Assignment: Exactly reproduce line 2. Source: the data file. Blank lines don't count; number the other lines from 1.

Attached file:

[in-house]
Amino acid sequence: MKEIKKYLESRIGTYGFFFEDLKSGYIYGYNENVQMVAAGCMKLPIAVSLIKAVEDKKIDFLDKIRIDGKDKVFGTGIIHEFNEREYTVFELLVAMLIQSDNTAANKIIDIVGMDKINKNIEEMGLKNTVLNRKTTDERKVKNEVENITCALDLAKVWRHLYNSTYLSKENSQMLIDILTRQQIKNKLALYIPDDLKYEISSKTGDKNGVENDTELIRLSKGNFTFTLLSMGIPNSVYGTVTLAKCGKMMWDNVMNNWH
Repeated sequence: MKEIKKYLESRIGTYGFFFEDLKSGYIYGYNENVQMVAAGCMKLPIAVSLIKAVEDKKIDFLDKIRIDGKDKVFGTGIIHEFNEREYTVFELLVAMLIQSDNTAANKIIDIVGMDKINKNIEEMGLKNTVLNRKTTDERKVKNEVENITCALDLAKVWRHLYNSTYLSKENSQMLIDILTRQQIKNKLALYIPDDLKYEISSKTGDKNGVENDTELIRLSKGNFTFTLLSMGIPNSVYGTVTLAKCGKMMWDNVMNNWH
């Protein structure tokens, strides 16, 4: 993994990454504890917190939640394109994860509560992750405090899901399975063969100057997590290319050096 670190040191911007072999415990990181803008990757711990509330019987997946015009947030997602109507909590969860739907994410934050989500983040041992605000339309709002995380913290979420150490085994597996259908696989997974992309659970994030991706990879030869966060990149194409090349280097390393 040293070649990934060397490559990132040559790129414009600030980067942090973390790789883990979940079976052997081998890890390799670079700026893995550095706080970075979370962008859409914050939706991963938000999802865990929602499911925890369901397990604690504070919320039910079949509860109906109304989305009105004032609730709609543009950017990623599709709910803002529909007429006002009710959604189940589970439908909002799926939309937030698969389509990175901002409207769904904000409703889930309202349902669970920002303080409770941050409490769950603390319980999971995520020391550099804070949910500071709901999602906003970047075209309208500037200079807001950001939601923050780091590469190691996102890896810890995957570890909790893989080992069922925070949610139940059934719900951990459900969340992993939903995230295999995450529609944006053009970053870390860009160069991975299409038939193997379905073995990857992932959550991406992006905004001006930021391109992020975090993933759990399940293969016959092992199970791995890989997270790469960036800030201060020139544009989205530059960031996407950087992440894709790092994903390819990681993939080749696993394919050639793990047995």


Amino acid sequence: MKEIKKYLESRIGTYGFFFEDLKSGYIYGYNENVQMVAAGCMKLPIAVSLIKAVEDKKIDFLDKIRIDGKDKVFGTGIIHEFNEREYTVFELLVAMLIQSDNTAANKIIDIVGMDKINKNIEEMGLKNTVLNRKTTDERKVKNEVENITCALDLAKVWRHLYNSTYLSKENSQMLIDILTRQQIKNKLALYIPDDLKYEISSKTGDKNGVENDTELIRLSKGNFTFTLLSMGIPNSVYGTVTLAKCGKMMWDNVMNNWH